Amoeblog

Rats the size of cats

Posted by Whitmore, September 12, 2009 08:47pm | Post a Comment

Rats
the size of a cats and fanged frogs were discovered by Smithsonian Institution biologists working with the Natural History Unit from the BBC in the remote Southern Highlands province of Papua New Guinea in the Mount Bosavi Crater, an extinct volcano. The huge crater, measuring two and half miles wide and rimmed with walls nearly half a mile high, appear to have trapped these creatures inside the isolated crater’s rainforests and they possibly have never been seen by man before.
 
Among the discoveries is a woolly silvery gray rat, weighing nearly 3.5 pounds, and measuring 32 inches from nose to tail, that’s almost three friggin’ feet long! I think I just soiled myself...
 
The Bosavi Crater rat would be one of the largest rats in the world. Most surprising to the BBC documentary team, the rodents were completely tame, a sign that animals were unfamiliar with humans. The rats live on a diet of leaves and roots, and probably build their nests underground beneath rocks and tree roots. A member of the genus Mallomys, these rats have yet to receive their formal scientific name. More than 70 species of rats and mice are found on Papua New Guinea. (And I don’t think I’ll be vacationing there anytime soon.)
 
Altogether, some 40 new species were discovered by the crater expedition, including approximately 16 species of frog, one species of gecko, at least three new species of fish, 20 species of insects and spiders and one new species of bat, plus what may be a new subspecies of tree-living marsupial.
 
The BBC and Smithsonian teams found these previously unknown species while filming a documentary about wildlife of Papua New Guinea. The film, Lost Land of the Volcano, is a three part series which started airing this week in the United Kingdom on BBC One. Below is some footage.

Hey! It's National Biscuit Month

Posted by Whitmore, September 10, 2009 09:14pm | Post a Comment

It’s September, which of course everybody knows is National Biscuit Month. But wait, what’s a biscuit without a little gravy? Probably dry and sawdust-like, unless you’ve lived a charmed life amongst bakers. Well, not only is it National Biscuit Month, but the second week in September is always observed -- and religiously so in some circles -- as National Biscuit & Gravy Week. So for the next few days, add a little flavor to that otherwise boring brick biscuit. This celebration is obviously not for the weak of heart; participants must of course be cleared by a cardiologist. But B&G week is more than permitting credence to an angio-edge life style, B&G week is here to help us remember good old fashion homemade fixins’. And since cooking at home has gone the way of indoor smoking, Betamax, pull tabs, floppy discs, and glaciers, take some time out in your marathon commuter mornings, hit the local diner, whether it’s a Denny’s or a faux-bohemian hipster dive or a Mom & Pop’s greasy spoon off the health department’s radar, sit down to a breakfast of hot biscuits & gravy, a cup of coffee, ignore your cell phone, leave the laptop in the trunk, and read an actual morning paper, and not a Weekly ... a real daily newspaper with real smudgy newsprint. And as long as you avoid the articles on American politics, you won’t regret the respite!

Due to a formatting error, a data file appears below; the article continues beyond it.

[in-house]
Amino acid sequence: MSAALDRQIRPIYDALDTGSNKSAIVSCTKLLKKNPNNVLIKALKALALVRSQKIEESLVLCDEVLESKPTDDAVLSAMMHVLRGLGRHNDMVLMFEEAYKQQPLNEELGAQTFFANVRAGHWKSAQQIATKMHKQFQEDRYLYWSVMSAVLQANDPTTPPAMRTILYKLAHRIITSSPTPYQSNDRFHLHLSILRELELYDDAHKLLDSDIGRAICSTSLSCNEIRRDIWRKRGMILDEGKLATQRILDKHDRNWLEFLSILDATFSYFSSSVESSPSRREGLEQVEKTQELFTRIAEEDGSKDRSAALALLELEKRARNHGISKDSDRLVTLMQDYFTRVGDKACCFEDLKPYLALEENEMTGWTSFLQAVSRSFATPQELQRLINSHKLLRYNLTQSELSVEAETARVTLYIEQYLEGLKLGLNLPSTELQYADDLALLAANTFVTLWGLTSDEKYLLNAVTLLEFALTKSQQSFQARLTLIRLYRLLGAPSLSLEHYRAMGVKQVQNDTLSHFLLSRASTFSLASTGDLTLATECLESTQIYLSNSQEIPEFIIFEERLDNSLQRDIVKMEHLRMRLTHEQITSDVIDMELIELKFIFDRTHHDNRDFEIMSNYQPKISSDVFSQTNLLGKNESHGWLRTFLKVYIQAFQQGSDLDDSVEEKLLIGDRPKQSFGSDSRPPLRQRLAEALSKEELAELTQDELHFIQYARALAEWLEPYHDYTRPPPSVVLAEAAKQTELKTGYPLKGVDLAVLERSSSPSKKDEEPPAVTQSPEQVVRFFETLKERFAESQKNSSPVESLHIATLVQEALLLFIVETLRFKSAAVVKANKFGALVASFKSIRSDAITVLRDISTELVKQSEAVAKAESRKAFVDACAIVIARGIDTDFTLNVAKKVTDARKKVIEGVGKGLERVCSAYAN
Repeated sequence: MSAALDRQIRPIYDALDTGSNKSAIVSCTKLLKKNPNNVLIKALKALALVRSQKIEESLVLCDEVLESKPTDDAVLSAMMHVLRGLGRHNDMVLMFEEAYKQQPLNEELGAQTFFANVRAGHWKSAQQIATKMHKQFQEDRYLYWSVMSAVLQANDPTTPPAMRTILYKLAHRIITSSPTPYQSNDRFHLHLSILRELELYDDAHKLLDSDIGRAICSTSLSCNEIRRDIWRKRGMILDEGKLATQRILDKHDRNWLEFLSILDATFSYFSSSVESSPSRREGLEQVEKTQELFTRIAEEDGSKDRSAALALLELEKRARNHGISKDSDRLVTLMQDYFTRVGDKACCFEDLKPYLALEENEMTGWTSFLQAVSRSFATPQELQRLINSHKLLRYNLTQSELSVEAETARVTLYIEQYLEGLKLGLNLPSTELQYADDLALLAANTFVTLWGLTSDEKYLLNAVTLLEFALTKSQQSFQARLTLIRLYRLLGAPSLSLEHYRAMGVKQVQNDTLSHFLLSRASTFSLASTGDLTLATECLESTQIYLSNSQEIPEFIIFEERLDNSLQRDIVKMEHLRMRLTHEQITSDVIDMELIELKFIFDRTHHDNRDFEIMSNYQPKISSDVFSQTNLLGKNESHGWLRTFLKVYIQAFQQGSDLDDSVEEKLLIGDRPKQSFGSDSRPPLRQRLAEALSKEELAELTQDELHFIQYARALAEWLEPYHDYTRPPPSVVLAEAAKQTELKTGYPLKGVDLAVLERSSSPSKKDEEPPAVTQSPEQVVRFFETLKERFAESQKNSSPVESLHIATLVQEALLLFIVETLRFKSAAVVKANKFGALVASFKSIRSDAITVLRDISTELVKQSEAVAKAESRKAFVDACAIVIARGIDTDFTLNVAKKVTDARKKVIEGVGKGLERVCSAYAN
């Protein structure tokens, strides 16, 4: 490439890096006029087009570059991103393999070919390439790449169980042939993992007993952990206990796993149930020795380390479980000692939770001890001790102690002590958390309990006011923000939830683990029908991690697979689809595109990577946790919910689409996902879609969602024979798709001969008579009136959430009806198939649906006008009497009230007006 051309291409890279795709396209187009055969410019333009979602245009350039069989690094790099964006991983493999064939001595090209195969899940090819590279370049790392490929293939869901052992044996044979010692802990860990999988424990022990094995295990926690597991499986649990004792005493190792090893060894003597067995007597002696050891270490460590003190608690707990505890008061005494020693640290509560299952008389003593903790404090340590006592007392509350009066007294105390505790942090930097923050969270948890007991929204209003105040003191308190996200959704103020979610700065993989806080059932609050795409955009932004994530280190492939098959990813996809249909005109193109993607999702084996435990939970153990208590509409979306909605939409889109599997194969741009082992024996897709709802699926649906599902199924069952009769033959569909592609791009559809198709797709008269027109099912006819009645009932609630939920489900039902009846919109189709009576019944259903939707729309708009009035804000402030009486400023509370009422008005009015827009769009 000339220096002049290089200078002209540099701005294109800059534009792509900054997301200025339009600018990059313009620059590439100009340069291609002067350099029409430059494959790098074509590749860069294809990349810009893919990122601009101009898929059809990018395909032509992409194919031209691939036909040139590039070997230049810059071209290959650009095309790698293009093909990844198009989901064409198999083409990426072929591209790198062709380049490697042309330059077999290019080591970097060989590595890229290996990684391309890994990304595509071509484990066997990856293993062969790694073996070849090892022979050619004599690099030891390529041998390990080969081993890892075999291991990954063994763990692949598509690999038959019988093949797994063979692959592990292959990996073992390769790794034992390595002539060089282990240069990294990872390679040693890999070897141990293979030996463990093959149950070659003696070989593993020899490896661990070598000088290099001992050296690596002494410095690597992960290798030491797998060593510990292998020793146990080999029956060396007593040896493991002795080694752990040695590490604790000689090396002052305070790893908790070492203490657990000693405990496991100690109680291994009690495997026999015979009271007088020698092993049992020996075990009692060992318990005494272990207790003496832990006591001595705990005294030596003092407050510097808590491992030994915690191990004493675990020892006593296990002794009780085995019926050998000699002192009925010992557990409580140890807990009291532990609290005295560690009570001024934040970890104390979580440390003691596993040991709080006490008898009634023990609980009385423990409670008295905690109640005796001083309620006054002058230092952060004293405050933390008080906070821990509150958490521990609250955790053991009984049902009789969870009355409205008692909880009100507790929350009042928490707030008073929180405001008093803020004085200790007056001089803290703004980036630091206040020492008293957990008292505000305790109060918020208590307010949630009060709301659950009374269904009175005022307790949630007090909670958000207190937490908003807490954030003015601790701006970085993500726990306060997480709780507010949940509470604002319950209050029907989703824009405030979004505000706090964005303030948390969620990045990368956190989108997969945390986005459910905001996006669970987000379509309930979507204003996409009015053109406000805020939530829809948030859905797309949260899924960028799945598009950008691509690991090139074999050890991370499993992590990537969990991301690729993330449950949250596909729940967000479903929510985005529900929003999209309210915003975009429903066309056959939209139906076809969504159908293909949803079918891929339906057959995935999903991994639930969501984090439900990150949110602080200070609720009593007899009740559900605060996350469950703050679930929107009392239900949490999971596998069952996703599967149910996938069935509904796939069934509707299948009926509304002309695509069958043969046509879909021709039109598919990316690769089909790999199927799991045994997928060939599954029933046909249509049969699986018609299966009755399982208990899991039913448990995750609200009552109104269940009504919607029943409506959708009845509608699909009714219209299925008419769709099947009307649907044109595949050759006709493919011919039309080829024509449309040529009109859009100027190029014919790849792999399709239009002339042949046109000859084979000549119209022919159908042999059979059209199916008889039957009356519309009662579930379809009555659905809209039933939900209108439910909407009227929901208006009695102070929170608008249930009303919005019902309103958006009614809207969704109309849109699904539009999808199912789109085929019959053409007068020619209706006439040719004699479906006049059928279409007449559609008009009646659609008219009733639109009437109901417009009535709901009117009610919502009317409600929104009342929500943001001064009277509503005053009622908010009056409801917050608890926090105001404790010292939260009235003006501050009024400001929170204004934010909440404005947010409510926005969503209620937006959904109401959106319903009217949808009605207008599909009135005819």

Biscuits and gravy was once just a popular breakfast dish in the South, but its popularity has spread nationwide and is now served for breakfast, lunch and dinner. Think about it, a buttermilk biscuit covered in a piping hot thick "country" or "white" gravy made from the drippings of cooked pork sausage, a little white flour, milk, with bits of real sausage, bacon, or ground beef, flavored with lots of black pepper. I’m heading out right now, and just to keep a balance between my health and my bent for ruin, I’m biking to my favorite greasy spoon. Biscuits & gravy ... live on the edge!
 
Sausage Gravy Recipe
8 ounces breakfast sausage
2 tablespoons shortening or lard
3 tablespoons flour
1 1/2 to 1 3/4 cups milk
salt and pepper, to taste
dash cayenne pepper, optional, but damn good
 
PREPARATION:
Cook sausage in a medium skillet over medium-low heat, stirring and breaking up with a spatula. With a slotted spoon, remove the browned crumbled sausage to a paper towel-lined plate. Add 2 tablespoons shortening, vegetable oil, or lard to the drippings in the skillet.
 
Add flour, stirring until blended and bubbling. Gradually add 1 1/2 cups milk; continue stirring and cooking until thickened and bubbly. Add the crumbled sausage. If too thick, add a little more milk. Taste and add salt and pepper. Stir in a dash of cayenne pepper, if desired.
 
Serve over hot split and buttered biscuits.

A little 999 on 09-09-09

Posted by Whitmore, September 9, 2009 08:35pm | Post a Comment